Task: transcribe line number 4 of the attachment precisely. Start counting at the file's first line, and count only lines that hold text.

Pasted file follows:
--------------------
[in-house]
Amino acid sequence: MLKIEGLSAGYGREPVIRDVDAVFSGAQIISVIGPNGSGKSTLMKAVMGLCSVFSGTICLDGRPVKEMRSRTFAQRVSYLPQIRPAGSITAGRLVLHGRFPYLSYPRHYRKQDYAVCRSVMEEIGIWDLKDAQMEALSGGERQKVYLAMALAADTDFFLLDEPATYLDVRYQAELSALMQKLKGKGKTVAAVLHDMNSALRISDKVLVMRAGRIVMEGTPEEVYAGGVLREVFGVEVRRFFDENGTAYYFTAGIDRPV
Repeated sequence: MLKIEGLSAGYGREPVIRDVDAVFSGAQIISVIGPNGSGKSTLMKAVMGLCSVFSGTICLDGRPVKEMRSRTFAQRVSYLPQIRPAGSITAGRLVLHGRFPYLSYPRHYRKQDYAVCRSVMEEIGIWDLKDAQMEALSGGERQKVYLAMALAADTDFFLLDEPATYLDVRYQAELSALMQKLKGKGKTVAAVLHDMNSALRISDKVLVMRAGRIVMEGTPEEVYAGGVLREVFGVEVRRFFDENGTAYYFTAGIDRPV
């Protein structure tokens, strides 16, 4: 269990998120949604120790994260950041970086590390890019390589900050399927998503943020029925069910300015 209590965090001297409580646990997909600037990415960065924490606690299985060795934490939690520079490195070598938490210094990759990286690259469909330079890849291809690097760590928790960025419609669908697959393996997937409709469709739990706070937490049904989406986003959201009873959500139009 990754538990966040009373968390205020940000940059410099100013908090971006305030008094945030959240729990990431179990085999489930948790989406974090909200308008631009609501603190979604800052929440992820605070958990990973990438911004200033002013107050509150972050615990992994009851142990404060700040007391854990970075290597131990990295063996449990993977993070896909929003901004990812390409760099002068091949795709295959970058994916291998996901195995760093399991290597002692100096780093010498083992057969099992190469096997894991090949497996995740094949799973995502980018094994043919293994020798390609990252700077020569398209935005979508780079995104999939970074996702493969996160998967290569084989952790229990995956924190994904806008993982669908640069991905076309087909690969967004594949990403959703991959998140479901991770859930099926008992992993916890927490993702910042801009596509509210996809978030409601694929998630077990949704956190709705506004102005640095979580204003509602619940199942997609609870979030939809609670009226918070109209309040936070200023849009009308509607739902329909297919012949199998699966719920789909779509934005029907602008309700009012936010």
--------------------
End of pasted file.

């Protein structure tokens, strides 16, 4: 269990998120949604120790994260950041970086590390890019390589900050399927998503943020029925069910300015 209590965090001297409580646990997909600037990415960065924490606690299985060795934490939690520079490195070598938490210094990759990286690259469909330079890849291809690097760590928790960025419609669908697959393996997937409709469709739990706070937490049904989406986003959201009873959500139009 990754538990966040009373968390205020940000940059410099100013908090971006305030008094945030959240729990990431179990085999489930948790989406974090909200308008631009609501603190979604800052929440992820605070958990990973990438911004200033002013107050509150972050615990992994009851142990404060700040007391854990970075290597131990990295063996449990993977993070896909929003901004990812390409760099002068091949795709295959970058994916291998996901195995760093399991290597002692100096780093010498083992057969099992190469096997894991090949497996995740094949799973995502980018094994043919293994020798390609990252700077020569398209935005979508780079995104999939970074996702493969996160998967290569084989952790229990995956924190994904806008993982669908640069991905076309087909690969967004594949990403959703991959998140479901991770859930099926008992992993916890927490993702910042801009596509509210996809978030409601694929998630077990949704956190709705506004102005640095979580204003509602619940199942997609609870979030939809609670009226918070109209309040936070200023849009009308509607739902329909297919012949199998699966719920789909779509934005029907602008309700009012936010």